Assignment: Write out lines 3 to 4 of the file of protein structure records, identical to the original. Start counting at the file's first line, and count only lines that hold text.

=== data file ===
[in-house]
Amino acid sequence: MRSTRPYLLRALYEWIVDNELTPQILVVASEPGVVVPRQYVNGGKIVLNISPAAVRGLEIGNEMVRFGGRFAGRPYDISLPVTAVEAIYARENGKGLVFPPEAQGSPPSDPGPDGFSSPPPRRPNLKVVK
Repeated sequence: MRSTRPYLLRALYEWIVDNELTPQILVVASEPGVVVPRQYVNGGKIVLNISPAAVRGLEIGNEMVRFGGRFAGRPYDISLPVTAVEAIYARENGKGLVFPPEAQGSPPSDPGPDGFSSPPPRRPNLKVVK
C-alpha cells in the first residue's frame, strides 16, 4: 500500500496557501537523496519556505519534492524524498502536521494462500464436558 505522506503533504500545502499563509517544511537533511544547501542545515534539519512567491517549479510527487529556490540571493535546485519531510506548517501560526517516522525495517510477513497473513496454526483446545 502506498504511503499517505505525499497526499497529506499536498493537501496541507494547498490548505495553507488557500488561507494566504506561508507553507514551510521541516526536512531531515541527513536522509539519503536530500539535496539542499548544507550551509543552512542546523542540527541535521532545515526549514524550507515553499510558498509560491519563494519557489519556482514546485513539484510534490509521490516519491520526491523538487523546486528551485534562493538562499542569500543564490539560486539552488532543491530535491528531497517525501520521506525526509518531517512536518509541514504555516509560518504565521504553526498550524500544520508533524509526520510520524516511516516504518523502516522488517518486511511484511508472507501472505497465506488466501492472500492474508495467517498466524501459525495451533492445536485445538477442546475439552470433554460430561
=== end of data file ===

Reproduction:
Repeated sequence: MRSTRPYLLRALYEWIVDNELTPQILVVASEPGVVVPRQYVNGGKIVLNISPAAVRGLEIGNEMVRFGGRFAGRPYDISLPVTAVEAIYARENGKGLVFPPEAQGSPPSDPGPDGFSSPPPRRPNLKVVK
C-alpha cells in the first residue's frame, strides 16, 4: 500500500496557501537523496519556505519534492524524498502536521494462500464436558 505522506503533504500545502499563509517544511537533511544547501542545515534539519512567491517549479510527487529556490540571493535546485519531510506548517501560526517516522525495517510477513497473513496454526483446545 502506498504511503499517505505525499497526499497529506499536498493537501496541507494547498490548505495553507488557500488561507494566504506561508507553507514551510521541516526536512531531515541527513536522509539519503536530500539535496539542499548544507550551509543552512542546523542540527541535521532545515526549514524550507515553499510558498509560491519563494519557489519556482514546485513539484510534490509521490516519491520526491523538487523546486528551485534562493538562499542569500543564490539560486539552488532543491530535491528531497517525501520521506525526509518531517512536518509541514504555516509560518504565521504553526498550524500544520508533524509526520510520524516511516516504518523502516522488517518486511511484511508472507501472505497465506488466501492472500492474508495467517498466524501459525495451533492445536485445538477442546475439552470433554460430561